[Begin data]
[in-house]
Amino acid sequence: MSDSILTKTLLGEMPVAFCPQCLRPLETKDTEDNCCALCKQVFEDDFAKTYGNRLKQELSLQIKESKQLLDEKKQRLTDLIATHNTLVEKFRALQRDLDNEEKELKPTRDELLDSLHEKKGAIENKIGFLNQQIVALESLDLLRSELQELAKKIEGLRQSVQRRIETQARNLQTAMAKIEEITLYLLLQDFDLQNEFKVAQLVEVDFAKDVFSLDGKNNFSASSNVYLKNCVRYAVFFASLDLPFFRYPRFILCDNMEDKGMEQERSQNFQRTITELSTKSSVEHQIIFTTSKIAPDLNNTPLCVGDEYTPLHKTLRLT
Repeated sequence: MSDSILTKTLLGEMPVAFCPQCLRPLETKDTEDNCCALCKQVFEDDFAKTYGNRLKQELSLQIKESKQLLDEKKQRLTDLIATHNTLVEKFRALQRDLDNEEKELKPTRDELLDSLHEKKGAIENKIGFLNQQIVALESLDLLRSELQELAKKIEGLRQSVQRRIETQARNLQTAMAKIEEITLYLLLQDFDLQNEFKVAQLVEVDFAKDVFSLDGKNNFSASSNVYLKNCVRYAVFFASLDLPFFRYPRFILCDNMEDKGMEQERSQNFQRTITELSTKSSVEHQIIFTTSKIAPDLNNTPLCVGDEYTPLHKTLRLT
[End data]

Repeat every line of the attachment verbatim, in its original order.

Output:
[in-house]
Amino acid sequence: MSDSILTKTLLGEMPVAFCPQCLRPLETKDTEDNCCALCKQVFEDDFAKTYGNRLKQELSLQIKESKQLLDEKKQRLTDLIATHNTLVEKFRALQRDLDNEEKELKPTRDELLDSLHEKKGAIENKIGFLNQQIVALESLDLLRSELQELAKKIEGLRQSVQRRIETQARNLQTAMAKIEEITLYLLLQDFDLQNEFKVAQLVEVDFAKDVFSLDGKNNFSASSNVYLKNCVRYAVFFASLDLPFFRYPRFILCDNMEDKGMEQERSQNFQRTITELSTKSSVEHQIIFTTSKIAPDLNNTPLCVGDEYTPLHKTLRLT
Repeated sequence: MSDSILTKTLLGEMPVAFCPQCLRPLETKDTEDNCCALCKQVFEDDFAKTYGNRLKQELSLQIKESKQLLDEKKQRLTDLIATHNTLVEKFRALQRDLDNEEKELKPTRDELLDSLHEKKGAIENKIGFLNQQIVALESLDLLRSELQELAKKIEGLRQSVQRRIETQARNLQTAMAKIEEITLYLLLQDFDLQNEFKVAQLVEVDFAKDVFSLDGKNNFSASSNVYLKNCVRYAVFFASLDLPFFRYPRFILCDNMEDKGMEQERSQNFQRTITELSTKSSVEHQIIFTTSKIAPDLNNTPLCVGDEYTPLHKTLRLT